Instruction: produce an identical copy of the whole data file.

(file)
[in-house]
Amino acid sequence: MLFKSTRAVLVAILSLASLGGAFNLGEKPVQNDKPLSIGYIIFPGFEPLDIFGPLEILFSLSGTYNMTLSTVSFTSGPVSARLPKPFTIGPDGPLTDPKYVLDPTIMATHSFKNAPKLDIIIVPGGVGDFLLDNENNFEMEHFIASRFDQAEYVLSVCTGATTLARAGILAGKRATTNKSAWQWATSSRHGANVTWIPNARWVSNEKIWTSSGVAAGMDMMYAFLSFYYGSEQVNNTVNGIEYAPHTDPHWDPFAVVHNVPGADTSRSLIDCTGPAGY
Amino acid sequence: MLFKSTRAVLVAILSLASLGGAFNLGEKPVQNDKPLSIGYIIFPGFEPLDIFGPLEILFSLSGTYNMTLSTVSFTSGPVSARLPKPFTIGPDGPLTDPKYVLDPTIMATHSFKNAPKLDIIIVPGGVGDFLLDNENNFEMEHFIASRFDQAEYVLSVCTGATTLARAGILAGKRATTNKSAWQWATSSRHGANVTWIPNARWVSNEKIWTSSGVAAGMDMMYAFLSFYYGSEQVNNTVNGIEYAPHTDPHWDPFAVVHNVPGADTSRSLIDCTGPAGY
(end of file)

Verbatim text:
[in-house]
Amino acid sequence: MLFKSTRAVLVAILSLASLGGAFNLGEKPVQNDKPLSIGYIIFPGFEPLDIFGPLEILFSLSGTYNMTLSTVSFTSGPVSARLPKPFTIGPDGPLTDPKYVLDPTIMATHSFKNAPKLDIIIVPGGVGDFLLDNENNFEMEHFIASRFDQAEYVLSVCTGATTLARAGILAGKRATTNKSAWQWATSSRHGANVTWIPNARWVSNEKIWTSSGVAAGMDMMYAFLSFYYGSEQVNNTVNGIEYAPHTDPHWDPFAVVHNVPGADTSRSLIDCTGPAGY
Amino acid sequence: MLFKSTRAVLVAILSLASLGGAFNLGEKPVQNDKPLSIGYIIFPGFEPLDIFGPLEILFSLSGTYNMTLSTVSFTSGPVSARLPKPFTIGPDGPLTDPKYVLDPTIMATHSFKNAPKLDIIIVPGGVGDFLLDNENNFEMEHFIASRFDQAEYVLSVCTGATTLARAGILAGKRATTNKSAWQWATSSRHGANVTWIPNARWVSNEKIWTSSGVAAGMDMMYAFLSFYYGSEQVNNTVNGIEYAPHTDPHWDPFAVVHNVPGADTSRSLIDCTGPAGY